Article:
EIA Confirmed in British Columbia Horse

The affected horse and any potentially exposed horses have been quarantined.

EIA Confirmed in British Columbia Horse
A Coggins test screens horses’ blood for antibodies that are indicative of the presence of the EIA virus. . | The Horse Staff
On Nov. 12 Canadian Food Inspection Agency’s (CFIA) national reference laboratory confirmed positive test results for a horse at a premises in Fraser-Fort George Subdivision A in British Columbia.

The affected horse was acquired within the last 18 months from the packhorse/guiding industry, which has experienced previous EIA cases. The horse’s owner requested an accredited veterinarian test the horse due to clinical signs of EIA it was exhibiting.

CFIA is investigating and has placed movement controls on the affected horse and all other horses on the premises that came into contact with it. Quarantine will remain in effect until disease response protocols are complete, including follow-up testing and ordering the destruction of confirmed cases. Trace-out activities may result in actions at additional premises.

CFIA has strongly recommended improved biosecurity procedures to prevent the spread of EIA.

About EIA

Equine infectious anemia is a viral disease that attacks horses’ immune systems. The virus is transmitted through the exchange of body fluids from an infected to an uninfected animal, often by blood-feeding insects such as horseflies. It can also be transmitted through the use of blood-contaminated instruments or needles.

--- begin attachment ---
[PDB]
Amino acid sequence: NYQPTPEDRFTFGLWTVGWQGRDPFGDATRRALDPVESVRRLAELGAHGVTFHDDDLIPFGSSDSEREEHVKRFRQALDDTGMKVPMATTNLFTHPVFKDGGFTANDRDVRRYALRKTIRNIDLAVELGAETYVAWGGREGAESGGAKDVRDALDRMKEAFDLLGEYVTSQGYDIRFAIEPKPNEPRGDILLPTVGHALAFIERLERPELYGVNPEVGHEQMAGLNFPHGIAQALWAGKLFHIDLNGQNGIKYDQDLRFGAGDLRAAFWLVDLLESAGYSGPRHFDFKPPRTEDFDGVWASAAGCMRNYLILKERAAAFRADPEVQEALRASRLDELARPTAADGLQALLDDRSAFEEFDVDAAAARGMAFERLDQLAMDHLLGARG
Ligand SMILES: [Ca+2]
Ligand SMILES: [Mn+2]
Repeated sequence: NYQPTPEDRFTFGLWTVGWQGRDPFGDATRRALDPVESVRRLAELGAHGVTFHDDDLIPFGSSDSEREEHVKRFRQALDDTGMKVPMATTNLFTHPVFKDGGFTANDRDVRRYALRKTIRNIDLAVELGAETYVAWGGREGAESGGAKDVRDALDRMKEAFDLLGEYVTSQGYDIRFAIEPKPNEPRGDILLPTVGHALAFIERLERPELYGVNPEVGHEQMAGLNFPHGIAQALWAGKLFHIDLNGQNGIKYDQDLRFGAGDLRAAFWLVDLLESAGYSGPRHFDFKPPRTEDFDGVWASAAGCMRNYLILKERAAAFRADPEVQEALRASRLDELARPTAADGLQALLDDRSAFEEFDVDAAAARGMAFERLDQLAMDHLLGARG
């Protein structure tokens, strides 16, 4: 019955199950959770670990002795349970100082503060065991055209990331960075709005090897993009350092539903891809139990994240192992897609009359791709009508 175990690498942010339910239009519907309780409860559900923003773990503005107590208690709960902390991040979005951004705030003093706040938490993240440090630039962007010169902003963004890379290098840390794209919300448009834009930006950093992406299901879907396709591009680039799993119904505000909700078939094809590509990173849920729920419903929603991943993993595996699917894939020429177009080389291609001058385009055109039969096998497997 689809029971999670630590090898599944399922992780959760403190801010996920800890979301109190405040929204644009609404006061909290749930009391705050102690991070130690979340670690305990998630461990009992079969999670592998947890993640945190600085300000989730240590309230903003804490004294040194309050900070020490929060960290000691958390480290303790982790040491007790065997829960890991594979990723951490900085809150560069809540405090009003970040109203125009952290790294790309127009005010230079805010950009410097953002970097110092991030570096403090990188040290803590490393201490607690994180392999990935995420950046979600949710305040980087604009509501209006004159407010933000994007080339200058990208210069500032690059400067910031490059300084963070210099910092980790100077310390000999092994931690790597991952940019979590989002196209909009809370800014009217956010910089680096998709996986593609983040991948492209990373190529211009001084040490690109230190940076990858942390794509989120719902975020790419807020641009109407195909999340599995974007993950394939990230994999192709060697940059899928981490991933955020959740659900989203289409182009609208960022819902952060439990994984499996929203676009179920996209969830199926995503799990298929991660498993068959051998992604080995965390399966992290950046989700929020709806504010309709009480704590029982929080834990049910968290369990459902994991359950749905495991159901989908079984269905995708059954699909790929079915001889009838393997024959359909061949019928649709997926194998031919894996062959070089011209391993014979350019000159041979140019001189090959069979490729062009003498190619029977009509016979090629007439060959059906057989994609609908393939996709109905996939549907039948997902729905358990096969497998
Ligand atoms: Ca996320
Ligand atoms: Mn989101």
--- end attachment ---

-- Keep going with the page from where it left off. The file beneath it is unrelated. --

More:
Coggins test screens horses’ blood for antibodies that are indicative of the presence of the EIA virus. Most U.S. states require horses to have proof of a negative Coggins test to travel across state lines.

Once an animal is infected with EIA, it is infected for life and can be a reservoir for the spread of disease. Not all horses show signs of disease, but those that do can exhibit:

  • Progressive condition loss;
  • Muscle weakness;
  • Poor stamina;
  • Fever;
  • Depression; and
  • Anemia.

EIA has no vaccine and no cure. A horse diagnosed with the disease dies, is euthanized, or must be placed under extremely strict quarantine conditions (at least 200 yards away from unaffected equids) for the rest of his life.


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